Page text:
Genital Herpes

What Is Genital Herpes?
Genital herpes is a viral infection that can be spread through close contact, most often during sexual activity. It affects one in five adults in the United States — about 45 million people. It is more common in women than in men. Genital herpes is a sexually transmitted disease (STD).
How does the Genital Herpes infection occur?
The herpes virus can pass through a break in your skin during vaginal, oral, or anal sex. It can enter the moist membranes of the penis, vagina, urinary opening, cervix, or anus. Once the virus gets into your body, it infects healthy cells. Your body’s natural defense system then begins to fight the virus. This causes sores, blisters, and swelling.
What are symptoms of Genital Herpes?
Many people infected with herpes have no symptoms. When symptoms do occur, they vary with each person. Some people have painful attacks with many sores. Others have only mild symptoms.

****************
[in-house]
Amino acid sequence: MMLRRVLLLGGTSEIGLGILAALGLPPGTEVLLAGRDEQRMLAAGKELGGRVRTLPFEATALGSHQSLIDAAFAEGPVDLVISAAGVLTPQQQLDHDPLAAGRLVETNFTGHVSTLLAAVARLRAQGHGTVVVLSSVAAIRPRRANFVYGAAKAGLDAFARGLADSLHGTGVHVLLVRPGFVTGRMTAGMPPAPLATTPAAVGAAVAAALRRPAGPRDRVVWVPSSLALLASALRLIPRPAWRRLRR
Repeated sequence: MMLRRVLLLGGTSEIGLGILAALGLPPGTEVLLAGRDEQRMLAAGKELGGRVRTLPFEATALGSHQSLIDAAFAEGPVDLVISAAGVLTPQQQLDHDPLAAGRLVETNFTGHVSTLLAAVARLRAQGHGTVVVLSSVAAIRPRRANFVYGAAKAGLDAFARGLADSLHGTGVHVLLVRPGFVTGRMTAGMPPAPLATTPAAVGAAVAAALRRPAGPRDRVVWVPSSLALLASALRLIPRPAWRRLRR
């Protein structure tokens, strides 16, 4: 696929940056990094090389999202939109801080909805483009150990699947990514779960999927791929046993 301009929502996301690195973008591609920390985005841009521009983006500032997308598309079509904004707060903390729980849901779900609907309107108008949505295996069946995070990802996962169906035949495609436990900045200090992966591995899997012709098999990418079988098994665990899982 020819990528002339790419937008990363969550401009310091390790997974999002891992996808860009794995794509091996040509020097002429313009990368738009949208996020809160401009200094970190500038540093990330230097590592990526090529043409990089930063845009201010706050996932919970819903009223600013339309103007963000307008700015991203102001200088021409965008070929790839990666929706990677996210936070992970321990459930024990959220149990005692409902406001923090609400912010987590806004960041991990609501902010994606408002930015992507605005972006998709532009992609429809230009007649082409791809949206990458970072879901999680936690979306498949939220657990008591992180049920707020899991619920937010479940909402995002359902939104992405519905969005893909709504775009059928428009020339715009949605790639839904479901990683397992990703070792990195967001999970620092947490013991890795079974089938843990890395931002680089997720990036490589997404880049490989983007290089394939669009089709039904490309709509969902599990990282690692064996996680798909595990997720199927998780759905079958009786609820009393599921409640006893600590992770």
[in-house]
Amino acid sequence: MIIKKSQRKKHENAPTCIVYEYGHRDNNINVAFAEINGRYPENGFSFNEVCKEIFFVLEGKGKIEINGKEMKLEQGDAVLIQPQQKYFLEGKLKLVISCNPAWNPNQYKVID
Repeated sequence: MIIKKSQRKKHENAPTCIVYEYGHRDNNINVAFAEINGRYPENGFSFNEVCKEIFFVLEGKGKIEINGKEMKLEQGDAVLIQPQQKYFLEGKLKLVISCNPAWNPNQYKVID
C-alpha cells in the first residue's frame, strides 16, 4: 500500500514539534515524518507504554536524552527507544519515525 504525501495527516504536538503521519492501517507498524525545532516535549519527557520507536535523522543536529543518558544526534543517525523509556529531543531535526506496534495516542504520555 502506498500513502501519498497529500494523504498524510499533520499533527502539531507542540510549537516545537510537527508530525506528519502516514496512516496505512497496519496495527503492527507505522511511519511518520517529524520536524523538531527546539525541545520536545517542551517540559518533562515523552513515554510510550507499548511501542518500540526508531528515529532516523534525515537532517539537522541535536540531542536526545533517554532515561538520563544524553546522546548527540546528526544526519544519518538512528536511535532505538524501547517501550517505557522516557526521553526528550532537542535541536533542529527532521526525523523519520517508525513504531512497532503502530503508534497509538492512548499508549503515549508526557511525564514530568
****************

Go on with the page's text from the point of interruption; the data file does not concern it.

See your doctor right away if you have symptoms of genital herpes.
How is Genital Herpes diagnosed?
Your doctor can diagnose herpes using one or more tests to detect infection. The most accurate way is to obtain a sample from the sore and see if the virus grows in a special fluid.
What is the treatment for Genital Herpes?
There is no cure for genital herpes. There are, however, oral medications to help control the course of the disease. Medication can shorten the length of an outbreak and help reduce discomfort.
How do I avoid recurrence?
Although herpes sores heal in days or weeks, herpes does not leave your body. The virus travels to nerve cells near your spine. It stays there until some event triggers a new bout. No one is sure why some people have recurrences of herpes.
About 90% of people with herpes have repeat outbreaks. How often these outbreaks occur varies greatly from person to person.
How can I prevent Genital Herpes?
If you or your partner have oral or genital herpes, avoid sex from the time of prodromal symptoms until a few days after the scabs have gone away.
Using a condom may reduce your risk of passing or getting genital herpes, but does not protect against all cases.
How does Genital Herpes effect pregnancy?
If you are pregnant and have herpes, tell your doctor. During pregnancy, there are increased risks to the baby, especially if it is the mother’s first outbreak.
Herpes affects millions of people in the United States. It can be a source of concern and discomfort. Simple measures can ease the symptoms of herpes, and medication can promote healing. Over time, most people with herpes find ways to cope with the disease.